Coral Springs native, Jacqueline Ortiz Ramsay, earned a master’s degree in Mass Media and Communication in 2008. Since then, she has become a communicative strategy genius, working her way up to now serving as the Vice President and head of Media Relations and Communications at the National Association of Federally-Insured Credit Unions (NAFCU)
While finishing her master’s, this spirited Seminole began her career interning in public relations at Ron Sachs Communications, now Sachs Media Group, and then went on to draft press releases and staff press events on Barack Obama’s 2008 presidential campaign. She later became press secretary for President Obama’s second campaign in 2012, overseeing press outreach and events for south Florida and southwest Florida, working with English and Spanish-language media in communities from Fort Myers to Miami-Dade.
Jacqueline shifted her area of practice from the political sector to the financial services industry, becoming Vice President of Corporate Communications for Huntington National Bank. Among the youngest VPs at the bank, and the only Hispanic-American in her department, she was responsible for communication strategies for Huntington’s largest segment – retail and business banking. This job entailed developing integrated communications plans for product launches and branch acquisitions, managing messaging for the retail executive suite, and securing earned media for events related to the bank’s branch network.
It wasn’t long before she was needed again in the political sector. Jacqueline moved to Washington D.C. to join Congressman Tony Cárdenas as his Communications Director on Capitol Hill to run the Congressman’s communications operations, which included media relations, social media, speech writing, and web strategy.
Jacqueline then went on to serve as spokeswoman for the Consumer Bankers Association, where she provided communications counsel to the President and CEO of the Association on issues pertaining to the nation’s largest retail banks. The wide range of experiences Jacqueline gathered from her diverse positions paved the way for her ability to serve as a remarkable leader for the National Association of Federally-Insured Credit Unions. She now oversees NAFCU’s media relations and communications division while powering the trade association’s political communications and messaging strategy. Whether it be her charismatic energy, meticulous attention to detail, wisdom in communicative strategizing, or all the above; Jacqueline earned her spot as one of the youngest head of communications amongst the major financial trade groups. To learn more about this inspiring alumna, continue reading our Q&A with her.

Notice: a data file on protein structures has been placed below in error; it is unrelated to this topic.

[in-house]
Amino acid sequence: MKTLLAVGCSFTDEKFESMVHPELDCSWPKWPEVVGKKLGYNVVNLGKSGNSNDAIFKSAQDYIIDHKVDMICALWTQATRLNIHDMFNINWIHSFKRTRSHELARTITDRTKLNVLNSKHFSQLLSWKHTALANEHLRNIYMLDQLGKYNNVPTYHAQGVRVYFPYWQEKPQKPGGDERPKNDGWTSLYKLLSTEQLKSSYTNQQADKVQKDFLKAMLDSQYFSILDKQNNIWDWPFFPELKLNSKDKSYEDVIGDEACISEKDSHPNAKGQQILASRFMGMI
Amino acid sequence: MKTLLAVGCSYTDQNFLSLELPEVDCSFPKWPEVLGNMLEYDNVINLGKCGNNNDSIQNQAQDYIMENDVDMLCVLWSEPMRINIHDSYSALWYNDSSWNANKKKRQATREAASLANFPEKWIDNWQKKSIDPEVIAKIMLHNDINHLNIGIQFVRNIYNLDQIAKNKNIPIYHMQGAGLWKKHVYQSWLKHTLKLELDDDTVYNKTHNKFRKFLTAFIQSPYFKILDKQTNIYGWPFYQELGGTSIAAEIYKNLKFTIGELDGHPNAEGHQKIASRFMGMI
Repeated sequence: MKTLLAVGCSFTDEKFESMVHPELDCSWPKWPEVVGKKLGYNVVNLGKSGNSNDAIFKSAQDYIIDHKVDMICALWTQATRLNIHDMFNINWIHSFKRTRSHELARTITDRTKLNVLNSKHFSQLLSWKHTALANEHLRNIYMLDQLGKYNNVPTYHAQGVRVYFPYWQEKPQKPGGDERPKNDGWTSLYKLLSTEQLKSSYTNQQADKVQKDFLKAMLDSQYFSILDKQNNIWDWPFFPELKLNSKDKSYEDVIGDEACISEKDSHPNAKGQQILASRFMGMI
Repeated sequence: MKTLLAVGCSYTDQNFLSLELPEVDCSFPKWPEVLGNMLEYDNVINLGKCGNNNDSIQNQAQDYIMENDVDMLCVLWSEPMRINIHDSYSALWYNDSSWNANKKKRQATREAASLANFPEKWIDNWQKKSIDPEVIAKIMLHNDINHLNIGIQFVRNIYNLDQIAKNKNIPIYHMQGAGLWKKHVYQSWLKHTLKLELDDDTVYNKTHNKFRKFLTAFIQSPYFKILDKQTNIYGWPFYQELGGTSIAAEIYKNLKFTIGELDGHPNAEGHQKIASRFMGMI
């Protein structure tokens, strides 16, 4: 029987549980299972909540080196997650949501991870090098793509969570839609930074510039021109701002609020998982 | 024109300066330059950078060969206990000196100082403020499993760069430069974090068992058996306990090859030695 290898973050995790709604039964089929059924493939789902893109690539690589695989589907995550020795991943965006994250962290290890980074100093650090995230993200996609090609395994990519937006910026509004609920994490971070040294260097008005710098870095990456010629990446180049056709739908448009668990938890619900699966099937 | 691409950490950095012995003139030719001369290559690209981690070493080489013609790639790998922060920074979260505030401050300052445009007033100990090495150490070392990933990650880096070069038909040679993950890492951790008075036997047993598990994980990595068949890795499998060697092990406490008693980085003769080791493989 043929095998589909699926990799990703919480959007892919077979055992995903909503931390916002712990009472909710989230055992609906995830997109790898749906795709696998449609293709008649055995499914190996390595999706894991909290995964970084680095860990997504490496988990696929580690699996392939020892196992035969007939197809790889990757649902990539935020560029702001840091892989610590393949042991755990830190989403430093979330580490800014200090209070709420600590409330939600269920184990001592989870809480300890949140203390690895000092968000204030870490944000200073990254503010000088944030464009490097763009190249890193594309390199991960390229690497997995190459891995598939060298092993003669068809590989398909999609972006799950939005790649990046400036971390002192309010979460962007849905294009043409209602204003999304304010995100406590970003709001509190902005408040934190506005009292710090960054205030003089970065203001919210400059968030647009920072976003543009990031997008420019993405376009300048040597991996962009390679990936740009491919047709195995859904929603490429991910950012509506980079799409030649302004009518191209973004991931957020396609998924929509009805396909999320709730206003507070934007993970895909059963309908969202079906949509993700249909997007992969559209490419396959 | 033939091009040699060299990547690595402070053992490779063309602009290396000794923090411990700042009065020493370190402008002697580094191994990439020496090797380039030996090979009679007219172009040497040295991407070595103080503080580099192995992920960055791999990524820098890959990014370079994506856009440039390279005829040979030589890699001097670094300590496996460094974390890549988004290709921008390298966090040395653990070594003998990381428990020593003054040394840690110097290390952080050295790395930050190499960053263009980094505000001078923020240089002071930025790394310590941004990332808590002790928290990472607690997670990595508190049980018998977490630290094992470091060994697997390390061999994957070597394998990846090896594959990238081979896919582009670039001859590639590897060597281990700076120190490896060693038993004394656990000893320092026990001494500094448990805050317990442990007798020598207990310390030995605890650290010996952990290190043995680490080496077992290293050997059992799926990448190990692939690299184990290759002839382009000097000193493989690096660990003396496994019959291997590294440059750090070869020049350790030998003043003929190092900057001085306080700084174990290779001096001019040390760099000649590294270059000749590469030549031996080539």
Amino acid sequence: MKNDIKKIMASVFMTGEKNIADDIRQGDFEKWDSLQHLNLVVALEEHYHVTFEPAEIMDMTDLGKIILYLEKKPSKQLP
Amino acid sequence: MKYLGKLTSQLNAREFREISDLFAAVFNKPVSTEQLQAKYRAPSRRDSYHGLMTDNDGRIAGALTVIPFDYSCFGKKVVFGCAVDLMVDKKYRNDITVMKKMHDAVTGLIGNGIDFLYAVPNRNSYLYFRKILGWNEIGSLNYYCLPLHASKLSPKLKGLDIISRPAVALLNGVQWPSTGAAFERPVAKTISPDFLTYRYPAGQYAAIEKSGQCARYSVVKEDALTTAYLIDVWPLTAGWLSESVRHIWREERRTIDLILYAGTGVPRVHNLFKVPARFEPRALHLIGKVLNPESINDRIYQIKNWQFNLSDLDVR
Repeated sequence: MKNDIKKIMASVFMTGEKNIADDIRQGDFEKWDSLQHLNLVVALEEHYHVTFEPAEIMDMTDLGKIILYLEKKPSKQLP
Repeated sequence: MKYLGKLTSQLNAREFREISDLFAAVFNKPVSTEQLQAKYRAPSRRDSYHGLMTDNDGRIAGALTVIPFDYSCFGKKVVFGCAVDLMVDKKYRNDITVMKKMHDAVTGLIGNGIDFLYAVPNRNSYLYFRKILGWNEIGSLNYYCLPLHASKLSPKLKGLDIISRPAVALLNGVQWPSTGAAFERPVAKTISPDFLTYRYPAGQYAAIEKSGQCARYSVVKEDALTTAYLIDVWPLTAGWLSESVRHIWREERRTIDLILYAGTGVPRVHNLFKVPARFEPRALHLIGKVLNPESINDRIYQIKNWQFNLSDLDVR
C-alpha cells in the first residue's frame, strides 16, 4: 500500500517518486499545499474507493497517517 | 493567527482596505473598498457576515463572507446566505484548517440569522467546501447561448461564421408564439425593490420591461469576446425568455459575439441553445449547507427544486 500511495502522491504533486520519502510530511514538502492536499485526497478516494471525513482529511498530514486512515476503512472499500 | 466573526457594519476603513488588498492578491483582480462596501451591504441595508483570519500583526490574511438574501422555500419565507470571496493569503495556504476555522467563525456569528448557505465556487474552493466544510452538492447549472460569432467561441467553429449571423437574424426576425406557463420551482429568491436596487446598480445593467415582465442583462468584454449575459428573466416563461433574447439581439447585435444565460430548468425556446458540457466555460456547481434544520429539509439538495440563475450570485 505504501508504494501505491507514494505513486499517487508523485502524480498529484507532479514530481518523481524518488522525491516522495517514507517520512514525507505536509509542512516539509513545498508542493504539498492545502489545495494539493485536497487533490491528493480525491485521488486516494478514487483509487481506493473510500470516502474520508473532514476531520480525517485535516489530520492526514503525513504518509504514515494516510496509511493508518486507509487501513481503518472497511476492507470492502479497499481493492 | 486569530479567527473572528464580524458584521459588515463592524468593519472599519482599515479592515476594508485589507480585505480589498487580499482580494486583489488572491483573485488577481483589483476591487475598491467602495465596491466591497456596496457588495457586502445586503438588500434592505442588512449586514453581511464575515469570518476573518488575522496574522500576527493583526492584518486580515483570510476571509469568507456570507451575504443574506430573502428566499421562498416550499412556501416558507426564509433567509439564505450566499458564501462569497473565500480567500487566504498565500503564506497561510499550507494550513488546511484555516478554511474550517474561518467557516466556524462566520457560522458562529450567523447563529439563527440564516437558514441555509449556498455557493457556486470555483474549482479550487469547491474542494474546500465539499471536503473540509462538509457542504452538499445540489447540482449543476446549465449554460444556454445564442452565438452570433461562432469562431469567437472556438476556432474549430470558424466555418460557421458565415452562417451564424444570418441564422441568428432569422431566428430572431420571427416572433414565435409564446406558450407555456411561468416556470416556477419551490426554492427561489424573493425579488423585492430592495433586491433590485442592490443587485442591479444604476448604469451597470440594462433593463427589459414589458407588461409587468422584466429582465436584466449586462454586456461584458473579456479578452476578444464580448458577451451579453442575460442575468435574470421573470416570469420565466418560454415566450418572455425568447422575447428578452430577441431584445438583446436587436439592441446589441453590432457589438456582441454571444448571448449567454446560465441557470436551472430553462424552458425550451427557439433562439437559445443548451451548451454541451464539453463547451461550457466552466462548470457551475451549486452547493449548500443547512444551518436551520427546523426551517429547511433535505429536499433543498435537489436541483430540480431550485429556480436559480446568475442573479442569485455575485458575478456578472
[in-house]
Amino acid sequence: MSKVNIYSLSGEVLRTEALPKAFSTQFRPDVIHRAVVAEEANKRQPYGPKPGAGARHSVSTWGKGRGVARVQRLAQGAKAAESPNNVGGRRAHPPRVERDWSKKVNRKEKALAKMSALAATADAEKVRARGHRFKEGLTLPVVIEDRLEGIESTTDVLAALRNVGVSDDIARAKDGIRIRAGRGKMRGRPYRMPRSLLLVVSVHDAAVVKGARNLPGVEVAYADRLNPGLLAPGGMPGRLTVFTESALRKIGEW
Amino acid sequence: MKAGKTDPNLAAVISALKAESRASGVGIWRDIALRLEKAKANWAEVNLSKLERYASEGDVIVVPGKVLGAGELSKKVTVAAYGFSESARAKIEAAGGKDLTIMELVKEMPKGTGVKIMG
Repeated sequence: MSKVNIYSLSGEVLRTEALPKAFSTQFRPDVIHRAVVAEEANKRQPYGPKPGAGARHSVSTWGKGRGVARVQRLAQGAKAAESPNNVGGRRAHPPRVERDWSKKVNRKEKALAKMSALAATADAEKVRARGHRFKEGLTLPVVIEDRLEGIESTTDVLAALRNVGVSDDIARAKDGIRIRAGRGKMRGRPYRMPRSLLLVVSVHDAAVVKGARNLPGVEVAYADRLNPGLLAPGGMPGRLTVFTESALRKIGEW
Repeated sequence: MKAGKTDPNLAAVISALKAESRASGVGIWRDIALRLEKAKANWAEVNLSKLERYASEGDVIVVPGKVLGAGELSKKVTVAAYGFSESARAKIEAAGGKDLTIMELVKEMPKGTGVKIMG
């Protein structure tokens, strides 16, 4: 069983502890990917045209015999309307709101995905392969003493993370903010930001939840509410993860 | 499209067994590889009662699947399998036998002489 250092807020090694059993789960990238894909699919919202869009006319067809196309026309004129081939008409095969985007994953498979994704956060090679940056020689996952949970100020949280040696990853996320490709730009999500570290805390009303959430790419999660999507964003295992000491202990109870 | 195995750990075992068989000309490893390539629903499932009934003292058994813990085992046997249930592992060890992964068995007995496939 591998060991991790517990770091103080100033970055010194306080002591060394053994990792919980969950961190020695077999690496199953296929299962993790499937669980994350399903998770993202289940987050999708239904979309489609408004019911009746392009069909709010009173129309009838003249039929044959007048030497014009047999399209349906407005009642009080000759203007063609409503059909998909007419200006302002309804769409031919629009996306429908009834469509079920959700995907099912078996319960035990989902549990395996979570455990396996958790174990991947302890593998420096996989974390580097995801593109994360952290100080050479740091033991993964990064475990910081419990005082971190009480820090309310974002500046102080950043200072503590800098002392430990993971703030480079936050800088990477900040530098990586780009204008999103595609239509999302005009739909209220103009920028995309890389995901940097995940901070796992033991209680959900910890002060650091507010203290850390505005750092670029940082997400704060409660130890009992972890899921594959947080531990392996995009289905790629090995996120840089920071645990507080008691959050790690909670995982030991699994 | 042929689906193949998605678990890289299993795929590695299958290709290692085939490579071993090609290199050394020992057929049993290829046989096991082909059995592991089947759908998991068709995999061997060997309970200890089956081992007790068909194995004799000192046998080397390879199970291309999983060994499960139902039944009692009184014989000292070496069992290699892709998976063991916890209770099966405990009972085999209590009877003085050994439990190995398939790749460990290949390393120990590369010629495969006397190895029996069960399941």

Who do you admire and why?
I admire people who are unafraid to speak up for what’s right, no matter the social backlash. It takes courage to say what you believe, especially when you’re alone in that belief. And I truly admire those who maintain a sense of humility no matter their successes, and deep gratitude regardless of the challenges life has thrown their way.
What is the best account to follow on social media?
Paulo Coelho, my favorite author, offers writing tips and the best quotes for inspiration.
What is your favorite office snack?
Atomic fireball hard candies. A little spice in the afternoon gives me a quick pick-me-up without the jitters an extra cup of coffee would.
What Jeopardy category could you clear, no problem?
Musical instruments. I was classically trained for the piano and flute from an early age and was also part of marching and jazz bands throughout middle and high school.
Where do you look for inspiration?